For in-depth coverage of the earthquake histories of Taiwan and Japan, visit the “In the Same Seismic Zone” exhibition running at Tainan’s National Museum of Taiwan History from June 27 through Dec. 3.
Accurate records first appeared at the turn of the 17th century, in which nearly ten large earthquakes – most of which struck areas south of Taichung – caused widespread death and destruction in Taiwan. Japan, with its denser population, also suffered more than 20 large earthquakes since recordkeeping began.
In early human civilization, earthquakes were often attributed to activity regarding large animals, gods, giants, or world pillars. Japanese mythology spoke of divine action, whereas Taiwan’s ethnic diversity gave rise to an eclectic mix of earthquake legends, all of which point to the frequency of such tremors since the dawn of Taiwan.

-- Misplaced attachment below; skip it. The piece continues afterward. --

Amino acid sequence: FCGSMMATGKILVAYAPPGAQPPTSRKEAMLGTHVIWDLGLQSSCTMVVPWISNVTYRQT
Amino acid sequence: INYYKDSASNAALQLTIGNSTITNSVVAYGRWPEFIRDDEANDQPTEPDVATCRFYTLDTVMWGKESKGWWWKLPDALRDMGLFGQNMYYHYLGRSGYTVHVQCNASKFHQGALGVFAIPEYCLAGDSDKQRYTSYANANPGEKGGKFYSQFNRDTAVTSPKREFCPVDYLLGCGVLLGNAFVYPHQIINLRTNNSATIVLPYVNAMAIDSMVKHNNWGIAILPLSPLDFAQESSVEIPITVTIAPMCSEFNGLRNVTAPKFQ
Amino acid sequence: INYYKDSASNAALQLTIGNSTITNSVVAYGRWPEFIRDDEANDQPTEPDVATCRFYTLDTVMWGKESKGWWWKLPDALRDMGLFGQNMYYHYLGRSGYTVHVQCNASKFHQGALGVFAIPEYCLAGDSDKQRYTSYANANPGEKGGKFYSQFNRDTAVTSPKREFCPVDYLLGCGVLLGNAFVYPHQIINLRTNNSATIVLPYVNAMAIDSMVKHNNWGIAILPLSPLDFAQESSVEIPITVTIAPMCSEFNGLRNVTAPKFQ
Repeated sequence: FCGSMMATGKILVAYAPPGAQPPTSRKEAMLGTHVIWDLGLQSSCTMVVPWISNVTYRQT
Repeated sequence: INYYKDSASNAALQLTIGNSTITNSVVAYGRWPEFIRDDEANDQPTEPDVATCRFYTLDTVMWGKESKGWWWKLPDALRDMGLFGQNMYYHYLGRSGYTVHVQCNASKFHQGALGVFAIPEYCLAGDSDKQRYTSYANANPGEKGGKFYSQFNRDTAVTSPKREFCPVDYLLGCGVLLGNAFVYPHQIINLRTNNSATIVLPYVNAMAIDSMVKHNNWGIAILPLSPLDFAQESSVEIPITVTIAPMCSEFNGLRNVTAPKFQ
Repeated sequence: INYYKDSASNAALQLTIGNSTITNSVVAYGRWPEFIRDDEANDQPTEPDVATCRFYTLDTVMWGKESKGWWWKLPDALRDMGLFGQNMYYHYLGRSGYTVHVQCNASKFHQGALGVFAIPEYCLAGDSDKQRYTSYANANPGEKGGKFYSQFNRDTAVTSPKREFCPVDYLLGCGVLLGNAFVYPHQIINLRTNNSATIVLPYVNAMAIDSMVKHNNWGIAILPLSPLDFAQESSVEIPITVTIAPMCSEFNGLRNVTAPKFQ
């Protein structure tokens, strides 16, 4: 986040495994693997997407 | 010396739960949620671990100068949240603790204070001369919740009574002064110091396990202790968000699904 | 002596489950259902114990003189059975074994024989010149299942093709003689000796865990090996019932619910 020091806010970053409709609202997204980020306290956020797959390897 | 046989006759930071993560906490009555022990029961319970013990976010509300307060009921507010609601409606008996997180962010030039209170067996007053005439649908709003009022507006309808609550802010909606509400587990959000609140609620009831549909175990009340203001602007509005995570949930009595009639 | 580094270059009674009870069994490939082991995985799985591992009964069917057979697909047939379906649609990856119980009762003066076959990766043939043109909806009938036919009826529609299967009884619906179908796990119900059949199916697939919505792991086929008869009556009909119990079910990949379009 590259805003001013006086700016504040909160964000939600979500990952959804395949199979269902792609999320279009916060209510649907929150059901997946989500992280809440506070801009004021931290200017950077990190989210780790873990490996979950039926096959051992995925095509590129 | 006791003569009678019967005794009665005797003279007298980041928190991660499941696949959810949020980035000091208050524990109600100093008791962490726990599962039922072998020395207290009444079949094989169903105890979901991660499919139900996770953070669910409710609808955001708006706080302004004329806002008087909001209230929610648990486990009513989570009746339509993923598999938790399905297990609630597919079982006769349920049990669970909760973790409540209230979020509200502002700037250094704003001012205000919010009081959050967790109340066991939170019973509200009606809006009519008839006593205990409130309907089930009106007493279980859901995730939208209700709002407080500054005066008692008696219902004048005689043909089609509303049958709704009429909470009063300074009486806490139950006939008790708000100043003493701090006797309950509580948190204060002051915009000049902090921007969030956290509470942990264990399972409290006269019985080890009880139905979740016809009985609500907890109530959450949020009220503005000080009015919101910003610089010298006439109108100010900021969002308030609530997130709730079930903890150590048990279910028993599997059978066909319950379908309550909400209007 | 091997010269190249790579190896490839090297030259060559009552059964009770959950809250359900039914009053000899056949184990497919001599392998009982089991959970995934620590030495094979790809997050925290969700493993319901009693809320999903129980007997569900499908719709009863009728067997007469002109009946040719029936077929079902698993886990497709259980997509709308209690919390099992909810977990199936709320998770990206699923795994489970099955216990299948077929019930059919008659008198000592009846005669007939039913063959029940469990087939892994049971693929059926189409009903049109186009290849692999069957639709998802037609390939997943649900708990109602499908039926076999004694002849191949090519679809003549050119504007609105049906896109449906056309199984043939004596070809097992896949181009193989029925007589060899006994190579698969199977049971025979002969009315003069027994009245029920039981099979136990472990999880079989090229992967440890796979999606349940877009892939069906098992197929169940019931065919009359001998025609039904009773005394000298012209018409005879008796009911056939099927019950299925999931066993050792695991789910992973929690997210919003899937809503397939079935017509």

Today, both the public and private sector no longer focus only on material reconstruction. From the rescue and preservation of local cultural heritage to the inclusion of non-designated cultural assets, such as everyday objects and personal memorabilia, museums will continue to play a larger role in post-quake restoration and the preservation of national memories.